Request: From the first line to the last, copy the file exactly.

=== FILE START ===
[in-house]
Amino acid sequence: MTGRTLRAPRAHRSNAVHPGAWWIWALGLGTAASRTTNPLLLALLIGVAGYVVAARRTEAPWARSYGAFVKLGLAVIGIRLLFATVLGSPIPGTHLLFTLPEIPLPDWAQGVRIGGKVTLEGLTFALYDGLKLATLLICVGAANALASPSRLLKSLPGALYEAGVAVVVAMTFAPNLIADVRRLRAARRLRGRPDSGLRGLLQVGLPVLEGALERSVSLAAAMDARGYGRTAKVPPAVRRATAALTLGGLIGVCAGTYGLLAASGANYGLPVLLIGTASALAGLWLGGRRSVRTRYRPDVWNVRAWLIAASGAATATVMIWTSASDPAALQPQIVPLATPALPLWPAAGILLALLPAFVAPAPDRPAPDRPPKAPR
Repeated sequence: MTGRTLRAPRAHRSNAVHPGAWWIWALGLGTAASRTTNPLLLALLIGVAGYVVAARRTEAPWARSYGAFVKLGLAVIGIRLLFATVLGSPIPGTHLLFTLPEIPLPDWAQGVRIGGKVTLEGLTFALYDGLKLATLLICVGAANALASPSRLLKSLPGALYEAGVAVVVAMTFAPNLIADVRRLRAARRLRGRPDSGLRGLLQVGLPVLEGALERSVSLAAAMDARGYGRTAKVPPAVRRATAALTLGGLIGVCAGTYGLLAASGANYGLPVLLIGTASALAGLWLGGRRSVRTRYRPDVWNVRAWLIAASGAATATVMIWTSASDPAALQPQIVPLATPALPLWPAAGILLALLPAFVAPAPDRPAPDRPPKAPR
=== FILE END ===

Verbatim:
[in-house]
Amino acid sequence: MTGRTLRAPRAHRSNAVHPGAWWIWALGLGTAASRTTNPLLLALLIGVAGYVVAARRTEAPWARSYGAFVKLGLAVIGIRLLFATVLGSPIPGTHLLFTLPEIPLPDWAQGVRIGGKVTLEGLTFALYDGLKLATLLICVGAANALASPSRLLKSLPGALYEAGVAVVVAMTFAPNLIADVRRLRAARRLRGRPDSGLRGLLQVGLPVLEGALERSVSLAAAMDARGYGRTAKVPPAVRRATAALTLGGLIGVCAGTYGLLAASGANYGLPVLLIGTASALAGLWLGGRRSVRTRYRPDVWNVRAWLIAASGAATATVMIWTSASDPAALQPQIVPLATPALPLWPAAGILLALLPAFVAPAPDRPAPDRPPKAPR
Repeated sequence: MTGRTLRAPRAHRSNAVHPGAWWIWALGLGTAASRTTNPLLLALLIGVAGYVVAARRTEAPWARSYGAFVKLGLAVIGIRLLFATVLGSPIPGTHLLFTLPEIPLPDWAQGVRIGGKVTLEGLTFALYDGLKLATLLICVGAANALASPSRLLKSLPGALYEAGVAVVVAMTFAPNLIADVRRLRAARRLRGRPDSGLRGLLQVGLPVLEGALERSVSLAAAMDARGYGRTAKVPPAVRRATAALTLGGLIGVCAGTYGLLAASGANYGLPVLLIGTASALAGLWLGGRRSVRTRYRPDVWNVRAWLIAASGAATATVMIWTSASDPAALQPQIVPLATPALPLWPAAGILLALLPAFVAPAPDRPAPDRPPKAPR